Sunday, February 19, 2012
Friday, February 17, 2012
I would have written this article sooner, but I was busy on Pinterest. If you are still among the uninitiated, the social platform for collecting, sharing, and commenting on of photos of personal passions is uniquely engaging, absorbing, and addictive.
The human instinct to collect things--be it baseball cards, miniature spoons, or teacups--is as old as stuff itself. But it took Pinterest to perfect this process online. So no wonder it’s having a moment: comScore found that Pinterest just hit 11.7 million unique monthly U.S. visitors, who spend an average of 98 minutes a month on the site, compared to 2.5 hours on Tumblr, and 7 hours on Facebook. It’s also driving more referral traffic than Google+, YouTube, Reddit, and LinkedIn--combined, according to Shareaholic.
But why would Pinterest, which has been around since 2008, be attracting such swarms of devotees now? Fast Company turned to the experts to uncover the psychology behind Pinterest’s winning formula, and why it’s resonating with thousands of new users.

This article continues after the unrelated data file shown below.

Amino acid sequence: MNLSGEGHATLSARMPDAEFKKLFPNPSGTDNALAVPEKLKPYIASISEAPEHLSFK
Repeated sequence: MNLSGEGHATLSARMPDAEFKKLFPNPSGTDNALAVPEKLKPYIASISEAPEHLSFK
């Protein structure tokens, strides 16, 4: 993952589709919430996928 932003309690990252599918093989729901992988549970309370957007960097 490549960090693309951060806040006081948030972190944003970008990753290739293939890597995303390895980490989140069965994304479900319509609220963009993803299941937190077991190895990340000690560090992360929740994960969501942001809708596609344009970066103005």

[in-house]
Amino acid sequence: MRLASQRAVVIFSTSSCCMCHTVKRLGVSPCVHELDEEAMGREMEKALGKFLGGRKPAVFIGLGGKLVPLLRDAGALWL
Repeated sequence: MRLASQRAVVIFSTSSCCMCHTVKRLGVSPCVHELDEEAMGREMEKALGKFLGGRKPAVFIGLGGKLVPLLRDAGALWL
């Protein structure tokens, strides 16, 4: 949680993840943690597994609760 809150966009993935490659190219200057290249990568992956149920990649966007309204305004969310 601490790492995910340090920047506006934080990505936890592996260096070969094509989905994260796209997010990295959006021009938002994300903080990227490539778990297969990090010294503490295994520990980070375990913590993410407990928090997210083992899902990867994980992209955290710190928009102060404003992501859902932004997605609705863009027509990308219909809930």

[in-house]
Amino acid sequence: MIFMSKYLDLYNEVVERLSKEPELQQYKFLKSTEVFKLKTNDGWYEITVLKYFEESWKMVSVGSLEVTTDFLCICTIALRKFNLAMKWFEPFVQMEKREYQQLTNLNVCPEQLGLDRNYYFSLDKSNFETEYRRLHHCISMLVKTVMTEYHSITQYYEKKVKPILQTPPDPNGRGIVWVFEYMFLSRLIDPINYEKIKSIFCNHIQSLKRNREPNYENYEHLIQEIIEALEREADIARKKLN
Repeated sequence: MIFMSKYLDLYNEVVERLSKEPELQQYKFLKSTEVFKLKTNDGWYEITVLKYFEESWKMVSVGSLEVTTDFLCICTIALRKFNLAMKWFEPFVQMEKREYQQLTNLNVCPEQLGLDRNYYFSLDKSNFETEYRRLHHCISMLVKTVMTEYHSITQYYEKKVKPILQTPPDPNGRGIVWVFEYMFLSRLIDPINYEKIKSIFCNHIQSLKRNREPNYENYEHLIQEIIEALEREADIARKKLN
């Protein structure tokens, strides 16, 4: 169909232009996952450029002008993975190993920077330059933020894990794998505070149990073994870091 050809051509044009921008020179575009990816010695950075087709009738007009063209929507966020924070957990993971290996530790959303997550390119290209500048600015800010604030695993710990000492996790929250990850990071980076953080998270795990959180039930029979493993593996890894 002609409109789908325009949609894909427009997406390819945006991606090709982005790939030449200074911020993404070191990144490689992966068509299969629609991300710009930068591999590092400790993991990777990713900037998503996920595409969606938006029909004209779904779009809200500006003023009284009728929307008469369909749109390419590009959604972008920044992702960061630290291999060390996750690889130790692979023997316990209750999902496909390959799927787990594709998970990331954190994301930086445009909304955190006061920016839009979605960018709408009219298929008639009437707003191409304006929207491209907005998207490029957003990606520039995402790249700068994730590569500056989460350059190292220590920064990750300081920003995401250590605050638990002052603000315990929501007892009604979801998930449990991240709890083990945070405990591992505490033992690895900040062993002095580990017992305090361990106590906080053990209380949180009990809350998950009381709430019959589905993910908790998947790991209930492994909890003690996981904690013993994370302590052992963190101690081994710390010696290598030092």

Finding Your Happy Place and Sharing Your Ideal Self
Dr. Christopher Long, a professor at Ouachita Baptist University teaching a course in consumer psychology this semester, says some of his students expressed concern over an assignment to use Pinterest to pin their own examples of content relevant to each chapter in the textbook. “They were trying to wean themselves because they were concerned with how much time that had spent on the site last fall. One even said her New Year’s resolution was to cut down on Pinterest,” Long says.
Tuesday, February 14, 2012
Wednesday, February 8, 2012
Tuesday, February 7, 2012
Wednesday, February 1, 2012
Are you creative? Try this simple test...
The well-known known illusion above can be seen in two ways: as both a duck and a rabbit. Which do you see first? And if you see one, can you also see the other?
Most people see the duck first and can flip between the two representations, but the question is: how easy is it for you to flip between them? Does it require real mental strain, or can you do it at will?
Wiseman et al. (2011) had a hunch that the ability to flip between representations is related to creativity.